Well, better late than never, I guess. We just today got the DSL set up, after an impossibly long session on the phone with Verizon Tech Support. So here we go (only a month after the fact) with the camping and cross-country adventure. I wrote all these posts on the road, and I'm going to leave the verb tenses as I wrote them, even though they are obviously all in the past now. I'll put my after the fact comments either before or after the dotted lines. These will be fairly picture-heavy posts, though I tried to restrain myself somewhat. It was just all so beautiful!!
The great camping trip has begun. We left Friday Harbor on Friday morning (8/25/06), and headed up to Penticton, British Columbia, Canada. I’d never been that far into BC before, and it’s beautiful. Penticton is on the other side of the Cascades, so it’s dry and deserty, with the same sort of sagebrush ecosystem that eastern Washington has. It also has amazing hills of sheer rock that are unlike anything I’ve seen before.
Along the way, we saw lots of birds for my “Seen In Canada” bird list, as well as two new mammals: yellow pine chipmunks and mountain goats!
The Ironman Canada race was on Sunday, so most of Saturday (8/26/06) was spent at the campground where Shaun’s friends were staying. We stayed there the first night as well since we got there so late in the evening, but it was a pit of a crowded RV park so we went looking for something better for the second and third nights. We ended up at the Vaseaux Lake Provincial Park, where the view from our campground was this:
Not only was the view immensely better and the neighbors quieter (no generators), but the cost was less than half per night. I love publicly owned campgrounds. Plus I saw a black bear up in the hills across the road the first night we were there, another new mammal for the Life List.
Sunday (8/27/06) was race day, and while I applaud Ron for finishing an Ironman race and am quite impressed that he even wanted to do it, I really had very little interest in following the racers around all day. Emma and I went birding instead.
The land east of Vaseaux Lake is the Vaseaux-Bighorn Wildlife Refuge, and there is a road that goes quite a ways up into the mountains. Conveniently, this was just across the road from our campground. So after dropping Shaun off with all his triathlon-watching buddies, we went up the road, stopping periodically to get out and see what we could see/hear. I would have preferred to just hike instead of driving, but since I had toddler duty all day it made more sense to take the car.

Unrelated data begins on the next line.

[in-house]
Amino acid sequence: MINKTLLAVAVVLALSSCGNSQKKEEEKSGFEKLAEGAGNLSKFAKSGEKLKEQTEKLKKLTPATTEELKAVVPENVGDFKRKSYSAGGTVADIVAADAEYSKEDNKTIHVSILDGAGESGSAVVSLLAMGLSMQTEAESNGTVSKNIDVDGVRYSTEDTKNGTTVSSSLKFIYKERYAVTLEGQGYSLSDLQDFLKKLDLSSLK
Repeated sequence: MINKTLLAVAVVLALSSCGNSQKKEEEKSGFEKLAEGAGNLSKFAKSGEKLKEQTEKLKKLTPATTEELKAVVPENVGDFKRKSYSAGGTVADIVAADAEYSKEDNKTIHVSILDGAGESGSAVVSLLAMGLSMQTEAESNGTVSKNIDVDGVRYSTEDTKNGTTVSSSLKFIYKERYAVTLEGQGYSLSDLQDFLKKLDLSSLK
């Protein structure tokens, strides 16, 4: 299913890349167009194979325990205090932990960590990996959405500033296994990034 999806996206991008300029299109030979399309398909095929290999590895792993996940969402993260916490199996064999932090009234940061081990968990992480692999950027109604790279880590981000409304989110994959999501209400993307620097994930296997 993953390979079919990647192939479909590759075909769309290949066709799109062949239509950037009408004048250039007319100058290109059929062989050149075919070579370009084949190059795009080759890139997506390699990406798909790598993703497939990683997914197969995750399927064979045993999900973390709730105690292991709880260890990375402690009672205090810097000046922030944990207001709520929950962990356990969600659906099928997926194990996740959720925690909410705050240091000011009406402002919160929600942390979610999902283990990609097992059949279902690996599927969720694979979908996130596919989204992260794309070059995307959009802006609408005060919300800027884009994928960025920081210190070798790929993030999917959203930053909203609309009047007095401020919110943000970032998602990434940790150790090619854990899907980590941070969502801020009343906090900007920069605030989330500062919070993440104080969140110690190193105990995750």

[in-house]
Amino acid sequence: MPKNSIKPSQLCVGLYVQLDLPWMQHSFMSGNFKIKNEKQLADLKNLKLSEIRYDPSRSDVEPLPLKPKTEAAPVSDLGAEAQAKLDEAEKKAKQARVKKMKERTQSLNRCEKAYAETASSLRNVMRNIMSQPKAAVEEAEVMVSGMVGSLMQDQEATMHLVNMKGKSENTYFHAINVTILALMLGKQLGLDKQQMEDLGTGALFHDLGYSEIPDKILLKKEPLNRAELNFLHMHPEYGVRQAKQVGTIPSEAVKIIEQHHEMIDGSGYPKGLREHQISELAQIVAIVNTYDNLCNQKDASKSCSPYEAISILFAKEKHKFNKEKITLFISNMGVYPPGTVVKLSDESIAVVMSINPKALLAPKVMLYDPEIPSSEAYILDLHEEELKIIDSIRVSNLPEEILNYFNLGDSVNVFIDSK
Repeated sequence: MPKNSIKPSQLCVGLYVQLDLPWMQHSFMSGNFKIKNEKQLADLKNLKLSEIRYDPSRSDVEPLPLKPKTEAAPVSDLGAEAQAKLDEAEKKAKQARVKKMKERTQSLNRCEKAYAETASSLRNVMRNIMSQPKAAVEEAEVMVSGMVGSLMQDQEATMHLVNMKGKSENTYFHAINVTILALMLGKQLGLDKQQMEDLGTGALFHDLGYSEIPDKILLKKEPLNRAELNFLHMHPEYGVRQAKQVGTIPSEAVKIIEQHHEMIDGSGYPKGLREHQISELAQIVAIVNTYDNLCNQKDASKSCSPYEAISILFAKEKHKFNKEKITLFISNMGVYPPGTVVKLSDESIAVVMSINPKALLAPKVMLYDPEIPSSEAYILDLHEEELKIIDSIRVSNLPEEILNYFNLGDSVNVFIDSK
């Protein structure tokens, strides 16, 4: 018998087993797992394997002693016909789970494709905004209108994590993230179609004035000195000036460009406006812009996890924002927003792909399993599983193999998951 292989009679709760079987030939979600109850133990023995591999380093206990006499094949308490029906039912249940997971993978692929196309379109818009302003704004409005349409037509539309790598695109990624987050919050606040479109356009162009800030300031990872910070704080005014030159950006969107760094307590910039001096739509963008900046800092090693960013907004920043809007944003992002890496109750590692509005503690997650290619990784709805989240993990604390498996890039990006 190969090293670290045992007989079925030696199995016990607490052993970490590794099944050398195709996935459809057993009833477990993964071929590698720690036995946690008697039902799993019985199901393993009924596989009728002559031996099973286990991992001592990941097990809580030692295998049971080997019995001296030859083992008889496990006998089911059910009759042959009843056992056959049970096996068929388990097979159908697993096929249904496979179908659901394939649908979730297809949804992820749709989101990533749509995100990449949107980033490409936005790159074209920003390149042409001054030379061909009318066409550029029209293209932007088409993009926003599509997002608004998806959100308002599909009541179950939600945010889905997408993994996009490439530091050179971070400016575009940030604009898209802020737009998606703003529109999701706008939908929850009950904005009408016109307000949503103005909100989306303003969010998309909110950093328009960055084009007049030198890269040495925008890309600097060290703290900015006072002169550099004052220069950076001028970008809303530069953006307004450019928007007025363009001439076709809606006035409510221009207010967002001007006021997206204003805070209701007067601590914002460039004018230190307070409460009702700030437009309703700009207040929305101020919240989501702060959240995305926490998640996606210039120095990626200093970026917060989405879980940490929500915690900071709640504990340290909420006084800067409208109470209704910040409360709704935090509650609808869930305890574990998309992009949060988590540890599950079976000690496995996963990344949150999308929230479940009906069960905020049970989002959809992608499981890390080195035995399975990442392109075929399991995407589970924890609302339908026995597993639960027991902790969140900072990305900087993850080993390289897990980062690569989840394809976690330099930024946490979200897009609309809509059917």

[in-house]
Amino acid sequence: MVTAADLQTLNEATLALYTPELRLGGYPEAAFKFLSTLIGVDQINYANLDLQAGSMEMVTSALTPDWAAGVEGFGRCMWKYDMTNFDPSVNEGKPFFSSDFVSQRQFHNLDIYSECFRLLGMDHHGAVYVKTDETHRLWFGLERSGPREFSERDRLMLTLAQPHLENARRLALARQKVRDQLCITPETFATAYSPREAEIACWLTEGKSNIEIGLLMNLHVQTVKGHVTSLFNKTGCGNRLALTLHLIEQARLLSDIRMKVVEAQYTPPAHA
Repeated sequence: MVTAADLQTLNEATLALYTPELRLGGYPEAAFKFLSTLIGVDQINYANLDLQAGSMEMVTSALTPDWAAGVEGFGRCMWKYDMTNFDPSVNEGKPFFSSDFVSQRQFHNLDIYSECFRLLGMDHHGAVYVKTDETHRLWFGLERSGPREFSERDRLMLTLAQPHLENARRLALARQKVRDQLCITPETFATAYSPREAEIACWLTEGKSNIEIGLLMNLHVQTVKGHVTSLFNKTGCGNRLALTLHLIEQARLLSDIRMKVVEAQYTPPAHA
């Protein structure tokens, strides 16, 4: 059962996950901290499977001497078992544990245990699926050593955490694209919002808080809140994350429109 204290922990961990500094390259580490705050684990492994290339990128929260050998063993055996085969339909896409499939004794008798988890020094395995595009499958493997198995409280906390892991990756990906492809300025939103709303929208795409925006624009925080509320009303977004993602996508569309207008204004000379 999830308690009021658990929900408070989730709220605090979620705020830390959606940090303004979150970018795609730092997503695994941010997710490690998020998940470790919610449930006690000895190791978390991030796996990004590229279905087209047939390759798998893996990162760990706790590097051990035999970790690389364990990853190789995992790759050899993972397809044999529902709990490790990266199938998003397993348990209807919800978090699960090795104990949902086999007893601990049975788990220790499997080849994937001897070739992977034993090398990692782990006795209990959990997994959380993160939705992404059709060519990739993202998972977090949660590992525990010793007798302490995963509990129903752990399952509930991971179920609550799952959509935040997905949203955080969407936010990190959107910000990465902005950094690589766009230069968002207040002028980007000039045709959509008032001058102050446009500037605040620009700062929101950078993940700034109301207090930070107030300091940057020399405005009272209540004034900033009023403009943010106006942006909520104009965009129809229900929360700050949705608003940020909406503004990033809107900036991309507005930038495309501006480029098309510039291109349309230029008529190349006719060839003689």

The view of Vaseaux Lake from about halfway up the mountain was impressive,
as were the rocky canyons on the road up the mountain.
We saw some pretty wildflowers
Common blazing-star (Mentzelia laevicaulis)
and more than thirty species of birds, including two, Canyon Wren and Mountain Chickadee, that were new on my Life List. I also saw three new butterflies (Great Basin Wood-nymph, Melissa Blue, and Common Roadside Skipper) and another new mammal….
California bighorn sheep! I have always wanted to see bighorn sheep. All in all, it was a very fun excursion up into a type of ecosystem that I’ve never explored before. Plus, since we were in the car instead of hiking, Emma was able to nap in the afternoon while I kept birding.
Later that afternoon, to round out the day’s wildlife total, I found some suspiciously exciting shell fragments while we were cooling off in the lake. I went searching and found
A freshwater mussel! Not sure what this is, but maybe Anodonta or Pyganodon or the like, since the fragments I found that had intact hinges didn’t have any hinge teeth. However, there was another fragment that was much heavier than the others (though it wasn't the part of the shell that included the teeth) and the live mussel seems to be too thick-shelled and sturdy to be Anodonta. I need to search around a bit and see if I can figure out just what this is. I studied North Carolina freshwater mussels and snails for my Master’s thesis and later when I worked for the State of North Carolina doing species surveys in creeks around the state, so freshwater mollusks hold a special place in my heart.
So that was our trip to British Columbia. Next, on to Glacier National Park in Montana! Stay tuned.....
I did go searching around on the web, and found this nice field guide to western freshwater mussels. (It's a PDF file) It appears that the mussel I found was the Western Pearlshell, Margaritifera falcata. There was also definitely an Anodonta species in the lake as well, since some of the fragments I found had no hinge teeth and much thinner shells. I love mussels.